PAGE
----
The slow-going, let-the-meaning-wash-over-you mentality that the Booker claims to emblematize seems at odds with the fast-talking, racetrack-influenced aesthetic of bookmaking. But betting on literary prizes persists in England, and the English media tends to frame the prize in terms of its odds.
Sharpe (whose Twitter bio includes the disclaimer “Followers 18+. Gamble responsibly”) started the practice of betting on literary prizes back in the '70s, putting a highbrow, intellectual twist on Britain's national pastime of betting on silly things. That venture has since spawned similar “special bets”: For those with ambition and a bankable confidence in their refined taste regarding other cultural matters, there are odds set annually on music’s Mercury Prize, architecture’s Stirling Prize, and art’s Turner Prize as well.
The bookmakers who put out these odds, then, need a dependable, accurate method of calculating them in a way that ensures the house will still win—but also one that doesn’t come with a required-reading list for potential bettors. Thus: “The most important thing to be aware of,” says Alex Donohue of the Ladbrokes betting house, “is critical reception.” Reading a Booker nominee, in other words, won’t get you nearly as far as paying attention to the reactions of other people who do.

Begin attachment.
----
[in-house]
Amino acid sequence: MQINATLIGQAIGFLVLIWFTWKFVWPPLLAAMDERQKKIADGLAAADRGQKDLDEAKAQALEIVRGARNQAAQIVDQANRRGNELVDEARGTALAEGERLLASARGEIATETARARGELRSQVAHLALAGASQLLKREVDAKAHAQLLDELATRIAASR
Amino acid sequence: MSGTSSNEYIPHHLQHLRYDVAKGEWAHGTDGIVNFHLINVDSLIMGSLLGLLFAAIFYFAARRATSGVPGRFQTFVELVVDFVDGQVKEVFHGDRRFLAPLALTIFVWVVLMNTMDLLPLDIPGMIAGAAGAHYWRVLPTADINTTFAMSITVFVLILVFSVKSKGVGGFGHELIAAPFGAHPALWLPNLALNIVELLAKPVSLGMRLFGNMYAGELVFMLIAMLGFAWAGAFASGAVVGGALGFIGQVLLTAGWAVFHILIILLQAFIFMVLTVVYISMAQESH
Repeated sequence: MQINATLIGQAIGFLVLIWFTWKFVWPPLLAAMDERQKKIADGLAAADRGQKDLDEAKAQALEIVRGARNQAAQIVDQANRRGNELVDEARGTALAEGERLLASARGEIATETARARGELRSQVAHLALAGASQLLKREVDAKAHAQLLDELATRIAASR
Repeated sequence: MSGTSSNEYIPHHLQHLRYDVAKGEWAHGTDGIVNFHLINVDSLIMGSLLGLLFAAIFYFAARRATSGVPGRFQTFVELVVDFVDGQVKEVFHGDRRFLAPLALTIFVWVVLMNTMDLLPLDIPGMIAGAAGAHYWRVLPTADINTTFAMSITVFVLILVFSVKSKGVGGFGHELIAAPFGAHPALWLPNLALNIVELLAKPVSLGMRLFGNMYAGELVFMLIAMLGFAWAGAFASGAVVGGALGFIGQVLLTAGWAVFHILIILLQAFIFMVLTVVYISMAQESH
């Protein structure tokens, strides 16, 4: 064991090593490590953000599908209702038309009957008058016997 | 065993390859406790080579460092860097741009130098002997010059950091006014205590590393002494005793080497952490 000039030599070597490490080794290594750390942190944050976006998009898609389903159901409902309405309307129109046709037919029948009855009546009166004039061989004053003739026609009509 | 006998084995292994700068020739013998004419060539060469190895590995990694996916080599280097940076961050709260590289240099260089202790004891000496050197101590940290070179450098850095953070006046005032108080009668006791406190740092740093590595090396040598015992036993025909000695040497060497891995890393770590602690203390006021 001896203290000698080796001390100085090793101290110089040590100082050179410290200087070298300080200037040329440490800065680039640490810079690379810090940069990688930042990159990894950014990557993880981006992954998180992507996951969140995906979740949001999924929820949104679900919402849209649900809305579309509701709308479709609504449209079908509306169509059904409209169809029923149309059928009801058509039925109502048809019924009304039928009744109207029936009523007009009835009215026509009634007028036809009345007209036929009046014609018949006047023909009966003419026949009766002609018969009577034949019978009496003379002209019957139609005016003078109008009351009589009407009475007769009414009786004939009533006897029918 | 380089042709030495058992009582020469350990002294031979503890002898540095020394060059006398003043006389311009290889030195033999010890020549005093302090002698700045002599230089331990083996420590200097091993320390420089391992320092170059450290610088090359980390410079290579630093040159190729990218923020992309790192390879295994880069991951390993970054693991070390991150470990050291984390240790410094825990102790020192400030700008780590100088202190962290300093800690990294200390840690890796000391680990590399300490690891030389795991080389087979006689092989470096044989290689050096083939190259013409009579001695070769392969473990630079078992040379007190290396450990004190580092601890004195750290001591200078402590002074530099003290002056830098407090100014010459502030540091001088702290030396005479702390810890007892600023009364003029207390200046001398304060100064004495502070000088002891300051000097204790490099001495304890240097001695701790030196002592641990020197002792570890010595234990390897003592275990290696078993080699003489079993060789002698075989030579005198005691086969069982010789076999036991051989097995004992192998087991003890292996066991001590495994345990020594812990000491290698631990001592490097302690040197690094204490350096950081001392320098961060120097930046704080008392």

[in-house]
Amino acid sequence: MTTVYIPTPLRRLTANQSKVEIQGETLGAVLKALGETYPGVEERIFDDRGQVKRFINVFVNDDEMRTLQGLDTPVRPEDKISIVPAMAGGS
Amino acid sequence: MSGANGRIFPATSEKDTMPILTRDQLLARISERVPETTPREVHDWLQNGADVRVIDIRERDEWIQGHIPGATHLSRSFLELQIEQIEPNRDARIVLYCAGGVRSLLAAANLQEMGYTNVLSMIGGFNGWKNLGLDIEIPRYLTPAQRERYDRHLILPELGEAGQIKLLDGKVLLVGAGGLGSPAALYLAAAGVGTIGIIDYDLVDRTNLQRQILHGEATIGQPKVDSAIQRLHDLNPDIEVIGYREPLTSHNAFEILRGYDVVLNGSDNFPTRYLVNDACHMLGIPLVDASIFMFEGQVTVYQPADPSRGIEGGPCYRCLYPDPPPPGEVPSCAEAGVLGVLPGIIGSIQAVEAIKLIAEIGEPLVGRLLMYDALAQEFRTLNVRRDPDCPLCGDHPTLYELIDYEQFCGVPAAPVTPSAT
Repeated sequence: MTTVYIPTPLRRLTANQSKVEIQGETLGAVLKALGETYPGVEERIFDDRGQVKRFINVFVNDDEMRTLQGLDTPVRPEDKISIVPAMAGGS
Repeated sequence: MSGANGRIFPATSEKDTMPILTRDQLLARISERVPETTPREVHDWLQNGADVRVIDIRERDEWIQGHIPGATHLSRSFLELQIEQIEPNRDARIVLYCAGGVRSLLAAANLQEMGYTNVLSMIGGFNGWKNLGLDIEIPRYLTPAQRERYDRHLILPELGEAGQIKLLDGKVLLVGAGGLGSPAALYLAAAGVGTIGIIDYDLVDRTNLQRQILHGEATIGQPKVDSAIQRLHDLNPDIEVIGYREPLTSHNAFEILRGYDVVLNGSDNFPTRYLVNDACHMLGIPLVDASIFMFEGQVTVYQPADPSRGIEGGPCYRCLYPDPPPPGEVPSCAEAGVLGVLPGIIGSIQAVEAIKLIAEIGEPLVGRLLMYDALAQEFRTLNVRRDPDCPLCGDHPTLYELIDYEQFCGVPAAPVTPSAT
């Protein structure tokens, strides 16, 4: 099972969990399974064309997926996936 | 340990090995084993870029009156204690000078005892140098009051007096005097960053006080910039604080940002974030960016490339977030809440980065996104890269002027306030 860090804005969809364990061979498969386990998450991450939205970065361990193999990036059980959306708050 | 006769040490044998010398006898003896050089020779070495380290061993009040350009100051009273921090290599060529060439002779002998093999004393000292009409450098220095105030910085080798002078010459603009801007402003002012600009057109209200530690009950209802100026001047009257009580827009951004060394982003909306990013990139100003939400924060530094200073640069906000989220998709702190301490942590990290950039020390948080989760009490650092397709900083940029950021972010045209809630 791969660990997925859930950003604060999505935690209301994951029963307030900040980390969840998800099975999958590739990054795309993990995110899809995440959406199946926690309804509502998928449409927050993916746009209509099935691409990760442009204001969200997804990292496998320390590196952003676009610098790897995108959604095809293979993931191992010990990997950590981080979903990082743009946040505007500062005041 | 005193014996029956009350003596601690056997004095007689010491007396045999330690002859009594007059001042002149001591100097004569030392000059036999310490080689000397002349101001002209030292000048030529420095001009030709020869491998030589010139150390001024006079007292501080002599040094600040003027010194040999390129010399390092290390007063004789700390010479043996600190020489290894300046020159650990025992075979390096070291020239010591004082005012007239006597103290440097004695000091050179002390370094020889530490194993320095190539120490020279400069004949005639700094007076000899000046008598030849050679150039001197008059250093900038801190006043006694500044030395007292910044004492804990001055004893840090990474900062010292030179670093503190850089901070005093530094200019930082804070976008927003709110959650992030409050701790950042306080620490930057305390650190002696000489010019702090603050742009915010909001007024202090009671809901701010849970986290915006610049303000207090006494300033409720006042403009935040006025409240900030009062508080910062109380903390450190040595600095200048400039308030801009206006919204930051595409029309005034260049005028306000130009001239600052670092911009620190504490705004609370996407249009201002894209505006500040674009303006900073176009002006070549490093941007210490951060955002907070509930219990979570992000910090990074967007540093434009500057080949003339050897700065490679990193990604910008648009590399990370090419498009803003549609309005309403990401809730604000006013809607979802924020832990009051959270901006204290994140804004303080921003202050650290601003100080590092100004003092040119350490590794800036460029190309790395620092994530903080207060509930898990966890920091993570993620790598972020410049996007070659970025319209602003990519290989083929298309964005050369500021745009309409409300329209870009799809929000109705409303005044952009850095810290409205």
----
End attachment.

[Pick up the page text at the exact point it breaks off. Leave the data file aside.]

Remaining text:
“We do not read all of the books and in actual fact avoid doing so in order to [not] cloud judgment,” Donohue says.
While Sharpe does read the books before computing the odds, he agrees with Donohue that critics’ opinions are the ones that truly matter: “I try not to permit my own opinion of the books to influence the opening odds,” he says. He’s learned from his mistakes, adding: “I was convinced Cloud Atlas by David Mitchell was a Booker certainty and priced it accordingly, but it was beaten.”
In the nine years that Ladbrokes has taken bets on the Booker, the betting house has picked the winner successfully three times. That’s a pretty good track record: If you’d guessed randomly over the past nine years, you’d have roughly a 70-percent chance of having made only one correct choice.
According to Sharpe, two of this year’s Booker frontrunners—Eleanor Catton’s The Luminaries, which is only her second novel, and Jim Crace’s Harvest, his 11th and final one—have compelling personal narratives that may make them appealing to the Booker judges. “Crace has been knocking around for some while and could win as a tribute to his longevity; Catton is at the other end of her career but with three countries having claims on her would be a welcome winner for the organizers—pardon my cynicism,” he says. Sharpe’s “cynicism” is an allusion to the Booker’s sometimes strained efforts to make diverse selections as evidence of its open-mindedness.
There's likely not much overlap, though, between people who care about betting and people who care about literature in England—as evidenced by the fact that Ladbrokes only saw a total of £25,000 bet on the Booker last year. A single important Premier League match, by contrast, might bring in as much as £350,000—an imbalance that would suggest the Booker odds are at best a cultural bellwether and at worst a publicity stunt.